Top cops probed over gun threat, gravestone stunt

 

Exclusive: Two Australian Federal Police officers are under internal investigation over claims one pointed a gun at an Aboriginal motorist while the other was accused of spraying "White Lives Matter" on a grave he built while on COVID-19 secondment in the Northern Territory.

Both officers were returned from duties in the NT pending the outcome of the inquiries and are now working in their home states of NSW and Queensland.

It is alleged the officer pointed his Glock at the man after he had been pulled over in Alice Springs for a traffic offence.

It is alleged the vehicle in which the man was travelling had rammed the marked Northern Territory police car, but the AFP officer did not technically have the authority to take any action.

 

AFP Commissioner Reece Kershaw has promised more transparency in the force. Picture: Sam Ruttyn.
AFP Commissioner Reece Kershaw has promised more transparency in the force. Picture: Sam Ruttyn.

The AFP is investigating the second officer over an alleged incident on the Tanami Track at the now closed Rabbit Flat Roadhouse - once famous for being the most isolated roadhouse and pub in the world.

It's alleged the officer stole some memorabilia.

But sources told News Corp Australia the officer claimed he only did so to protect it from being destroyed. Among the allegations are claims that unnamed others allegedly set an abandoned car on fire and shot at signs.

The officer was the subject of a complaint that he spraying "White Lives Matter" on a grave which he built in a prank. He allegedly took photos of the grave and sent them to a friend.

And the officer is also understood to have vehemently denied the allegation.

A Northern Territory Police spokeswoman confirmed they had investigated the complaint against the officer concerning the road house.

 

Former owner Bruce Farrands stands in front of the oasis of the Rabbit Flat Roadhouse, the most isolated roadhouse in Australia.
Former owner Bruce Farrands stands in front of the oasis of the Rabbit Flat Roadhouse, the most isolated roadhouse in Australia.

 

 

"NT Police can confirm that detectives from Alice Springs investigated an allegation of a theft from the Rabbit Creek Roadhouse, however the owner of the abandoned premises did not wish to make a formal complaint and our investigation was discontinued," the spokeswoman told News Corp Australia.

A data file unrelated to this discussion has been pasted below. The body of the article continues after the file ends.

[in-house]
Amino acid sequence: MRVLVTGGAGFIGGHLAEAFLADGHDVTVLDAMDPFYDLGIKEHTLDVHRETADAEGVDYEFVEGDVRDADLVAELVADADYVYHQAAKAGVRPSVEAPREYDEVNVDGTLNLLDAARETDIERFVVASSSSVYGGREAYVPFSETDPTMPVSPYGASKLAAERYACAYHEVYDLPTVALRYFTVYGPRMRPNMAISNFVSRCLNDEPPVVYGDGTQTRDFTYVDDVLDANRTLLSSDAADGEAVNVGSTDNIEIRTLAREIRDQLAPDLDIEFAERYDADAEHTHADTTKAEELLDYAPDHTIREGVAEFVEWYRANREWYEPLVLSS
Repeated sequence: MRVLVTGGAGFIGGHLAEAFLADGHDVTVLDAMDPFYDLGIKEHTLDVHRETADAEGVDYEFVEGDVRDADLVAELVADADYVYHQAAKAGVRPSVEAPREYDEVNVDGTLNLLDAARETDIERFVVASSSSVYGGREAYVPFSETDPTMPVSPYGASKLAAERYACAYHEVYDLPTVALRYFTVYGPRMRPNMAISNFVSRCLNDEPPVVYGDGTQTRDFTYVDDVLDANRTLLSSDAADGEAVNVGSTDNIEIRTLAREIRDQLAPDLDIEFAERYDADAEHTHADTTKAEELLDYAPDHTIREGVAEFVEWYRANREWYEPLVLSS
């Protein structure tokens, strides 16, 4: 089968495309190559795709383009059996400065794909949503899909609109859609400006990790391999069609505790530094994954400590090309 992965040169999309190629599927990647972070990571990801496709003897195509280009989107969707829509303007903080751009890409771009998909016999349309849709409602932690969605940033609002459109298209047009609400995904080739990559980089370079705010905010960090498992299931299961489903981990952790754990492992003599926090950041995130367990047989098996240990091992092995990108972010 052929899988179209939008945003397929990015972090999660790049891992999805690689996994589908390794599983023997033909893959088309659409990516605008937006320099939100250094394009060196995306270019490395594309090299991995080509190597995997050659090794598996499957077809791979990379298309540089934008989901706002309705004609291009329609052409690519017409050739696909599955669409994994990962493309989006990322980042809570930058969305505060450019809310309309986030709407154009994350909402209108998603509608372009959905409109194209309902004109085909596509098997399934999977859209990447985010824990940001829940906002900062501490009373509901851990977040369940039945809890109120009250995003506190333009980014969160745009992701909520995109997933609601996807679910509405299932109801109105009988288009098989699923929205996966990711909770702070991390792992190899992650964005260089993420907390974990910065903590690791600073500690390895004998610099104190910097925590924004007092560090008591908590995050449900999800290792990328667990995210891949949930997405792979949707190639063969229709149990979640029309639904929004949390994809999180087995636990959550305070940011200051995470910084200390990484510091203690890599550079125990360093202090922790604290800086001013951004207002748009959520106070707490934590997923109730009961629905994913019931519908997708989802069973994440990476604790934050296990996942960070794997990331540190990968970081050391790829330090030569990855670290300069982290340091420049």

Detectives from Alice Springs investigated the complaint about stealing from the Rabbit Flat roadhouse.
Detectives from Alice Springs investigated the complaint about stealing from the Rabbit Flat roadhouse.

 

"Northern Territory Police, Fire and Emergency Services Professional Standards Command do not have any reports regarding the shooting of a traffic sign or an abandoned car being set alight.

NT Police are aware of the unsubstantiated allegations regarding the grave prank but referred all comment to the AFP.

An AFP spokeswoman confirmed that two officers deployed to the Northern Territory as part of Operation Protect have been transferred back to their home regions.

"AFP Professional Standards is investigating allegations about their actions while on deployment," the spokeswoman said.

"As these matters are currently ongoing, it would not be appropriate to comment further," she said.

The AFP deployed about 100 officers working with Northern Territory Police, Fire and Emergency Services (NTPFES) and the Australian Defence Force at checkpoints across the Northern Territory helping to keep Territorians safe from COVID-19.

 

The alleged offences took place in Alice Springs and the Tanami track.
The alleged offences took place in Alice Springs and the Tanami track.

 

AFP officers are providing resources for staffing at 10 of the NT's border security checkpoints including Darwin and Alice Springs airports.

The unsubstantiated allegations about the AFP cops behaving badly follows revelations that a string of Protective Service Officers were stood down in Canberra last month for disciplinary matters understood to relate to "creative" rostering on the manual systems.

 

A view of Alice Springs from Anzac Hill.
A view of Alice Springs from Anzac Hill.

 

That followed a News Corp investigation which revealed a group of Protective Service Officers had been suspended over wide-ranging allegations of wrongdoing including abuse of rosters.

The AFP has recently introduced an electronic rostering register which it is hoped will stop abuse of the system.

At the centre of the Sydney scandal is a scam siphoning off Australian Defence Force-funded assets for personal use including a series of vehicles, the latest a 4WD Pajero worth more than $50,000.

Separately an AFP officer who worked as the security detail on the home of federal MP Peter Dutton was sacked for repeatedly making vulgar comments to a fellow female officer who worked the same job.

The AFP Commissioner Reece Kershaw told the National Press Club last week that his overhaul of the force includes more transparency.

"Under my leadership the AFP will own our success and well as stand-up and accept our mistakes, because when you carry guns and take people's freedoms away, it is incumbent on us to do so."

Do you know more? Email natalie.obrien@news.com.au

Originally published as Top cops probed over gun threat, gravestone stunt



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